Despite a federal judge striking down the Affordable Care Act (aka Obamacare) as unconstitutional on Friday, the healthcare law remains in effect during the appeals process. The case may very well head to the U.S. Supreme Court, but for now, the estimated 4.1 million people who signed up for plans on Healthcare.gov will be insured for 2019.
Unfortunately, the open enrollment period ended at 11:59 p.m. on Saturday, December 15, in most states. If you’re reading this because life or work got in the way, and you missed the deadline, you’re not completely out of luck. Here are a few options:
- You can still apply for ACA coverage if you qualify for a Special Enrollment Period due to a life event like losing other coverage, moving, getting married, having a baby, or adopting a child. In a few very limited situations, you could qualify outside the enrollment period thanks to a Special Enrollment Periods for complex issues.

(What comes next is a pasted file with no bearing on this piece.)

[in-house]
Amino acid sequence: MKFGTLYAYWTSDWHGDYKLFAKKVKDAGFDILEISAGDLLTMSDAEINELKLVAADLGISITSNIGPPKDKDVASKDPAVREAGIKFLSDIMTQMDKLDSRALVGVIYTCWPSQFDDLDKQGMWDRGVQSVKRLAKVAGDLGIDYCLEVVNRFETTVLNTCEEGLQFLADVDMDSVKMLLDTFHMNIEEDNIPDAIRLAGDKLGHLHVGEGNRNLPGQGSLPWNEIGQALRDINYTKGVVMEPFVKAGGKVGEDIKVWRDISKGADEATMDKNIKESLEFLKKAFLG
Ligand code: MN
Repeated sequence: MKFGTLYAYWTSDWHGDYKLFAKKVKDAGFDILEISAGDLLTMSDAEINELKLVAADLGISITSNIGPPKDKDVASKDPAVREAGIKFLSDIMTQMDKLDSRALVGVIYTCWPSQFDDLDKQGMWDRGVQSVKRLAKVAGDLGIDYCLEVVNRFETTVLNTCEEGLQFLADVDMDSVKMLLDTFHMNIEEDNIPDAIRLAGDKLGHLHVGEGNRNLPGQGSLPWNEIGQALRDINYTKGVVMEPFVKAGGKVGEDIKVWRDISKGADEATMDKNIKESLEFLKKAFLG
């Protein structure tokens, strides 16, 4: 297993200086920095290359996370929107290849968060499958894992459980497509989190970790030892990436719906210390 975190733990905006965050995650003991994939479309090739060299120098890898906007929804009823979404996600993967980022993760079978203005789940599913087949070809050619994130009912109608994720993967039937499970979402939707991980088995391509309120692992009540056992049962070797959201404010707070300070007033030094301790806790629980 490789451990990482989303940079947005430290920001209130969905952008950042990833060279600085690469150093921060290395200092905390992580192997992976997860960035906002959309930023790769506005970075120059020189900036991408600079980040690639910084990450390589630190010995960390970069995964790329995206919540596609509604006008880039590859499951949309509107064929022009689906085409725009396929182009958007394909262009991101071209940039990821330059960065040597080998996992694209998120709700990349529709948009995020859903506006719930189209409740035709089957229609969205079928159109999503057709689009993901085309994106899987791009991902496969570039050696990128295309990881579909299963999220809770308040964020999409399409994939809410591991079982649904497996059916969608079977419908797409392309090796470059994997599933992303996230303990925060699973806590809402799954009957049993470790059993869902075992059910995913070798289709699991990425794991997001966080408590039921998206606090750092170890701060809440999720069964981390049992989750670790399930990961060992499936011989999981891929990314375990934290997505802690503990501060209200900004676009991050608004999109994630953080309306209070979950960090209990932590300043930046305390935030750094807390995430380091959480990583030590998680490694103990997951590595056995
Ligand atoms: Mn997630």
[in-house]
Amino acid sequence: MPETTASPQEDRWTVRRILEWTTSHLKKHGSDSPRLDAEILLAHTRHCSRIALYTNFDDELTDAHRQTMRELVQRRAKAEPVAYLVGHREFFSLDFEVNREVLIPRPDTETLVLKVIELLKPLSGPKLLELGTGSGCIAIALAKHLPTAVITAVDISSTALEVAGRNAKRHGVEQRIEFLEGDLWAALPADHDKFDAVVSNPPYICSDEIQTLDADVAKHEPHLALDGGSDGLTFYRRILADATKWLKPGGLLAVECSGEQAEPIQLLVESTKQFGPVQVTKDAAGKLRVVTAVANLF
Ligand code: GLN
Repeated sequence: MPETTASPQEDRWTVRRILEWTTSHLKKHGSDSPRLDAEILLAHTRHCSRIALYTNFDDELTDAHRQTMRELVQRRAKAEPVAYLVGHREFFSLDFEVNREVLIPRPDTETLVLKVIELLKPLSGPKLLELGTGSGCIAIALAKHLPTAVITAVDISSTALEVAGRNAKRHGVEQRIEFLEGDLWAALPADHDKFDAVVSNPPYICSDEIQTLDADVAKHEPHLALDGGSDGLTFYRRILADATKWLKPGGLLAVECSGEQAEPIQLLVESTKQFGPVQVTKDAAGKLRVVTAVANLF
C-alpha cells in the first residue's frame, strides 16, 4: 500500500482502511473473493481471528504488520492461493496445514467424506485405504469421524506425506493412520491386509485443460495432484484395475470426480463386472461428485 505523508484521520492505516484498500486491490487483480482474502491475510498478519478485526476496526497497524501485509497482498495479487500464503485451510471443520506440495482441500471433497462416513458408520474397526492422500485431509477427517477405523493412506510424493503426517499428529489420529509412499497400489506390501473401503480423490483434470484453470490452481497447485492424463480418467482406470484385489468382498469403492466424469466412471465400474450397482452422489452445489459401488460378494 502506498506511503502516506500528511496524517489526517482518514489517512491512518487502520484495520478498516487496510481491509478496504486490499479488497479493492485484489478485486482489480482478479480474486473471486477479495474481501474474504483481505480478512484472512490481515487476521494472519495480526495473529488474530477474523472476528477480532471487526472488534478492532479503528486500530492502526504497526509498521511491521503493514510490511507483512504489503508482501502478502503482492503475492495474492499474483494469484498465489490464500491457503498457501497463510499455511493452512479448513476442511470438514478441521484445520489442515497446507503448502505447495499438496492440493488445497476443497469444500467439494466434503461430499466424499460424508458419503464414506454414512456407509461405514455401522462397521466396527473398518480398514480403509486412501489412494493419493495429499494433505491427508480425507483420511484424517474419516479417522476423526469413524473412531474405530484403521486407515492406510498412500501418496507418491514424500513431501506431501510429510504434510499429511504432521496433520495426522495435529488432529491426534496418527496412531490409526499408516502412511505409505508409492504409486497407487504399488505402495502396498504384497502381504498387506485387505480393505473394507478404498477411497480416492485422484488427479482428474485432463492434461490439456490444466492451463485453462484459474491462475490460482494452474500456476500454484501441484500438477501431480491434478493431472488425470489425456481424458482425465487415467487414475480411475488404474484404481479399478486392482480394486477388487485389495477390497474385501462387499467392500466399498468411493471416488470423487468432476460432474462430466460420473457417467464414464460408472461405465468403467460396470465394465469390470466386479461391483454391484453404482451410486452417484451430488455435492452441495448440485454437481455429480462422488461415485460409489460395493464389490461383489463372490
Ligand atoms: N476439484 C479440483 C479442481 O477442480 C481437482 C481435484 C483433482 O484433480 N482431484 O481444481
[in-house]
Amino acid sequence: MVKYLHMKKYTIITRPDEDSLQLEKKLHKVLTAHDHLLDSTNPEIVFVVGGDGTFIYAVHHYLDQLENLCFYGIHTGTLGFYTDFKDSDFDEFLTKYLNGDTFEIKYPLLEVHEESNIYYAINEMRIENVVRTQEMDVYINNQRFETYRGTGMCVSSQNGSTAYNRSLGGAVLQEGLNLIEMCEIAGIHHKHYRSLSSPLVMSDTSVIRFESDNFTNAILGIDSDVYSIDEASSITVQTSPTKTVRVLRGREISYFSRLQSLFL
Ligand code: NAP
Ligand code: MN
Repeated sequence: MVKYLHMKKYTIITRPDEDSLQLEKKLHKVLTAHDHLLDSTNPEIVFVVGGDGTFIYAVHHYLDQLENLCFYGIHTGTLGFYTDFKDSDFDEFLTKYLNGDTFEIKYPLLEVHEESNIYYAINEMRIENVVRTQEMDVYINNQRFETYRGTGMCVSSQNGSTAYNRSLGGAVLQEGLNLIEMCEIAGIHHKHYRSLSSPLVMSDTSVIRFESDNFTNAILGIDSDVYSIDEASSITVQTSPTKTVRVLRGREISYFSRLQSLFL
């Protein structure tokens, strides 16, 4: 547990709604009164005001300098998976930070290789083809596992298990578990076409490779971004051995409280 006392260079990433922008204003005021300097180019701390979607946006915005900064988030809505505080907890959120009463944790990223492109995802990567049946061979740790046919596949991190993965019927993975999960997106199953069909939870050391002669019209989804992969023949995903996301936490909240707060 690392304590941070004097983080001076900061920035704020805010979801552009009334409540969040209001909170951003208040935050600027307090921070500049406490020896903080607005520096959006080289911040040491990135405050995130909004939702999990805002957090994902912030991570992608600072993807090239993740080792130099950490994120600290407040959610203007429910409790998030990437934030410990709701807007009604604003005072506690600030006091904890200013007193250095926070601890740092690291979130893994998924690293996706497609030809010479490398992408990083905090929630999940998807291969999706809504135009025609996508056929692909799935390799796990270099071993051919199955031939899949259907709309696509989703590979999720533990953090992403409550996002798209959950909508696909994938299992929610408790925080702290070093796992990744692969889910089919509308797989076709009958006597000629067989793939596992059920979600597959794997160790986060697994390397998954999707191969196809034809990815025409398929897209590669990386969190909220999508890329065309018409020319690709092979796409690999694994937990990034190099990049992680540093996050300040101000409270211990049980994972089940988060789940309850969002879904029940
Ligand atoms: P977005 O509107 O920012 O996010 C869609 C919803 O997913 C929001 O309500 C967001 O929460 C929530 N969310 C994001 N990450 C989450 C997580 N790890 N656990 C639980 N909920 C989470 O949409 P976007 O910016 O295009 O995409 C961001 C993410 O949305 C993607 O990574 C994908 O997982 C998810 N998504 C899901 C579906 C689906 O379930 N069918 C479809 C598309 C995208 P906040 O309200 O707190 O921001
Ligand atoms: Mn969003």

- You can apply any time if you qualify for Medicaid or the Children’s Health Insurance Program (CHIP).
- Plans that aren’t minimum essential coverage, including short-term coverage, fixed indemnity plans, critical illness plans, accident supplements, etc. are not regulated by the Affordable Care Act, and allow year-round enrollment.
- States that run their own exchanges can extend open enrollment, before or after the regularly scheduled enrollment period. For 2019 coverage, that includes California, Colorado, Rhode Island, New York, Minnesota, Massachusetts, and the District of Colombia.
- If you applied, but your coverage was denied, you can appeal a decision. Download an appeal request form for your state from healthcare.gov.
New analysis: 15 million people, or 55% of those who are uninsured, don't have health insurance but are eligible for ACA premium subsidies or Medicaid/CHIP. December 15 is the deadline to qualify for premium subsidies for 2019 in most states.https://t.co/Ul6m3Ux09t pic.twitter.com/aKFS2Ktgr5
— Larry Levitt (@larry_levitt) December 13, 2018